Yet Another Way to Win
Columbus, IN - Night One of the 2020 edition of Indiana Sprint Week gave the fans all they wanted--namely another wild and woolly finish which the Gas City I-69 Speedway has become known for providing. This one was no exception as Logan Seavey fended off the challenges of several contenders before emerging from the drama with a well-earned victory.
The initial ISW pit stroll had the usual suspects plus a few new or different combinations. Wyatt Burks, from Kansas, had headed east to try his luck with the USAC boys. Jadon Rogers was in the seat normally occupied by Stephen Schnapf. Thomas Meseraull had landed in the Tony Epperson car. Tyler Thomas and Mike Dutcher teamed up, hoping for some more good runs. And Shane Cockrum was in the Wingo brothers’ wagon most recently wheeled by Critter Malone.
In the Long-Time-No-See Department tonight it was Dr. Tom, who has finally joined me in retirement, bless his heart. Between his face shield and my checkered flag design mask, we must have looked like a pair of over-the-hill bank robbers. Brent Goodnight was among the celebrities in Jerry Gappens’ playground, but many others were missing, if not hiding from me.
Justin Grant led all qualifiers, the only contestant to turn a sub-12 second lap—11.859.
Kyle Cummins made a late charge to win the first heat. Pole sitter Brandon Mattox, A. J. Hopkins and Kevin Thomas Jr. all moved on. Grant spun while fighting for a transfer spot and headed to the B.
Brady Bacon was the second heat winner with Logan Seavey, Dave Darland and Thomas Meseraull all transferring.
For the time being, the bottom of turns one and two looked to be the quickest while the top of three and four were popular.
In the third heat, Robert Ballou held off Chris Windom to take the win. C. J. Leary was third ahead of Shane Cottle, who came from eighth to land in the feature.
For the final heat, Chase Stockon had the up and down experience as he came from sixth to take the lead early only to slip in turn four. Jarett Andretti was there to capitalize and grab the win. Stockon led Tyler Thomas and Dustin Smith to the checkered.
Kyle Robbins led Jadon Rogers, Shane Cockrum and Max Guilford to the checkered in the C main. All would come from the tail in the B.
It was no shock that Justin Grant won the B. Carson Short, Matt Westfall, Wyatt Burks, KRob and Clinton Boyles followed with Robbins advancing from the C to the big show on his birthday, no less.
Seavey and Windom led the gang to the line with the Californian taking the lead. When Windom slipped a bit over the turn four banking, K. Thomas was quick to pounce and give Seavey fits working the bottom as Windom fell back. It would get worse from there for him.
The yellow waved on lap 12 for a turn four caucus involving Leary, Bacon and T. Thomas. Bacon re-started and the other two returned to the fray after a work area visit. The re-start was a brief one as Windom, Ballou and Hopkins had their own conference with A.J. sustaining too much damage to continue. The other two went to the work area and rejoined the pack, though Robert went back to the pits not long after re-entering the track.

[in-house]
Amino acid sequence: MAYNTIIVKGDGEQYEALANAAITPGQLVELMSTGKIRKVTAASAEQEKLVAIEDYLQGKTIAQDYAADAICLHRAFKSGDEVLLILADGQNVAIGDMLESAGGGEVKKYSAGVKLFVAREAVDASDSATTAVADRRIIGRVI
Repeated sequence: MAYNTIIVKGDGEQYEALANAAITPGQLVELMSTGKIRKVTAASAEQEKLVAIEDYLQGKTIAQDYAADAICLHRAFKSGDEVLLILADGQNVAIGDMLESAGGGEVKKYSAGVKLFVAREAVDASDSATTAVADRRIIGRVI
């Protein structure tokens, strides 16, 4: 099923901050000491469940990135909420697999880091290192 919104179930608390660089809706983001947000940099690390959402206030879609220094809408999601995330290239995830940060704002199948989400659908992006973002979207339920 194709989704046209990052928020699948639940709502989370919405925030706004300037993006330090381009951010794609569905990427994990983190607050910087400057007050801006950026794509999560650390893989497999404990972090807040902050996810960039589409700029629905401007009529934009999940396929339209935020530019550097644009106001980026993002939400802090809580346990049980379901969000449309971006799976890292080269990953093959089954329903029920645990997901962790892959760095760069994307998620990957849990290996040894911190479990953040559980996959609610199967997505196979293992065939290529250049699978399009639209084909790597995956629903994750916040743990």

Seavey led K. Thomas, Grant, Stockon and Cummins as the yellow waved again, this time for a stopped Dave Darland. In the brief interval, Cummins didn’t waste time. He used the high side to pass Grant and Stockon. The fourth yellow flag in six laps waved on lap 17 when both the infield cone and the NOS Energy can were hit and landed on the track.
What followed was the race’s longest and best segment. K. Thomas went low and traded the lead with Seavey, who stuck with the top side, lap after lap. On laps 19 and 21, KT was credited with the lead. Then came the moment that changed the race’s outcome.
With the top two running side by side for several laps, they approached lapped traffic as the laps wound down. The soon to be lapped car of Jadon Rogers was holding his line at the bottom. The white flag waved, and the two leaders made it three wide going into turn three. Contact was made—I don’t know who initiated it and it doesn’t really matter—and KT’s car got some air but didn’t quite flip. Seavey kept going as the red flag came out.
Seavey got his top spot back, but he wasn’t out of the woods yet. Before the red, Stockon had been on the move. He had passed Grant and now would re-start second for a green/white/checkered finish. It was possibly shaping up for a second straight close finish at Gas City like last year’s which saw Shane Cottle edge C.J. Leary for the win. Would it happen again?
As it turned out, no, it wouldn’t happen again, even though Stockon tried his best, coming up about a half second short. At the end it was Seavey, Stockon, Grant, Cummins and Meseraull, who had come from 13th to finish fifth. Short started 12th and ended up sixth while Cottle rumbled from 21st to take seventh and earn the KSE Racing Products / The Frolic Bar & Grill Hard Charger dinero. Andretti was ninth and Westfall. Last week’s Gas City winner came from 16th to take tenth.
This added up to three of the last five Gas City/ISW features that were top notch with Tyler Courtney’s last to first drive of 2016 still the gold standard.
There wasn’t much to do now except organize my notes and watch the traffic leave the pits. About a half hour after Logan Seavey had been interviewed, I ambled out to the little white truck. It was time to head east to Kokomo, following Justin Grant’s TOPP team. I listened to a Malcolm Gladwell podcast as I followed the TOPP crew and admired the half-moon that adorned the western sky. Again, I was reminded how flat the land is up here. I could do without the hills of southern Indiana for another night—especially since it would be spent at the Kokomo Speedway for Round Two.
Passing my own cognitive test by reciting correctly Gas City, Kokomo, Lawrenceburg, Terre Haute, Lincoln Park, Bloomington and Haubstadt, I'm..